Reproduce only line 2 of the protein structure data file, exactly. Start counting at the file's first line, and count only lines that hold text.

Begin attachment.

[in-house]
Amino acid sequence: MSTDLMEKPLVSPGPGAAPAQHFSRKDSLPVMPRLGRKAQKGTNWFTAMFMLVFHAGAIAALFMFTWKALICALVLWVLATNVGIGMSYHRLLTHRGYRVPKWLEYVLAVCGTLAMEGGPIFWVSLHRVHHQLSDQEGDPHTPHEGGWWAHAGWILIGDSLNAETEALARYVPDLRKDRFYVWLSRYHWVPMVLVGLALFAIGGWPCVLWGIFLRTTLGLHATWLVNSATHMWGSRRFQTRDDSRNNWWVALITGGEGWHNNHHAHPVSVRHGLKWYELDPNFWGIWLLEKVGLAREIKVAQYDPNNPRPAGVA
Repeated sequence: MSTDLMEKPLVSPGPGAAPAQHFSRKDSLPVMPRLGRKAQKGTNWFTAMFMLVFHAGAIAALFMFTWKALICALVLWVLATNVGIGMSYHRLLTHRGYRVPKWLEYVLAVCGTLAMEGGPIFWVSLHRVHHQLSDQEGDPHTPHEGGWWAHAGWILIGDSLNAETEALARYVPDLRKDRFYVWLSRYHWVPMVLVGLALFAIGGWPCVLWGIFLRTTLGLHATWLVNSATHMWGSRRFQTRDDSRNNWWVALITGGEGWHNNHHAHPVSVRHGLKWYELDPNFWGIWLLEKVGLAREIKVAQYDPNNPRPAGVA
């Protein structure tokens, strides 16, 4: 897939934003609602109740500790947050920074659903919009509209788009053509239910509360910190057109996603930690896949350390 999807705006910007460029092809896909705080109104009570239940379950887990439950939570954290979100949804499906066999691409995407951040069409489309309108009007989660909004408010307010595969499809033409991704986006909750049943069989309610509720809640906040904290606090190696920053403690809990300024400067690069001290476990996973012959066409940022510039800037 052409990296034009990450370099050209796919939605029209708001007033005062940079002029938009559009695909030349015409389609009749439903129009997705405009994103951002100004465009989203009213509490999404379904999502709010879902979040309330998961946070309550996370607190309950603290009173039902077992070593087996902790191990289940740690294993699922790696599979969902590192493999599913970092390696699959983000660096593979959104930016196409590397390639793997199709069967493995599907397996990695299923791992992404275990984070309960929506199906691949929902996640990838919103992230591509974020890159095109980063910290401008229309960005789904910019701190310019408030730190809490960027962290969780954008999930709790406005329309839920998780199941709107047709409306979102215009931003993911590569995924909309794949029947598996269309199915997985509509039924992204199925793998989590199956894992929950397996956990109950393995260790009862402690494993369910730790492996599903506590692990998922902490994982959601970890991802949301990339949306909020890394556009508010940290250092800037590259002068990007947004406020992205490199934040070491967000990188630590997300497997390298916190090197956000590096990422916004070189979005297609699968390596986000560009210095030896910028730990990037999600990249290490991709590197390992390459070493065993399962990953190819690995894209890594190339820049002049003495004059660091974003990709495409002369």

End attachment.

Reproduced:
Amino acid sequence: MSTDLMEKPLVSPGPGAAPAQHFSRKDSLPVMPRLGRKAQKGTNWFTAMFMLVFHAGAIAALFMFTWKALICALVLWVLATNVGIGMSYHRLLTHRGYRVPKWLEYVLAVCGTLAMEGGPIFWVSLHRVHHQLSDQEGDPHTPHEGGWWAHAGWILIGDSLNAETEALARYVPDLRKDRFYVWLSRYHWVPMVLVGLALFAIGGWPCVLWGIFLRTTLGLHATWLVNSATHMWGSRRFQTRDDSRNNWWVALITGGEGWHNNHHAHPVSVRHGLKWYELDPNFWGIWLLEKVGLAREIKVAQYDPNNPRPAGVA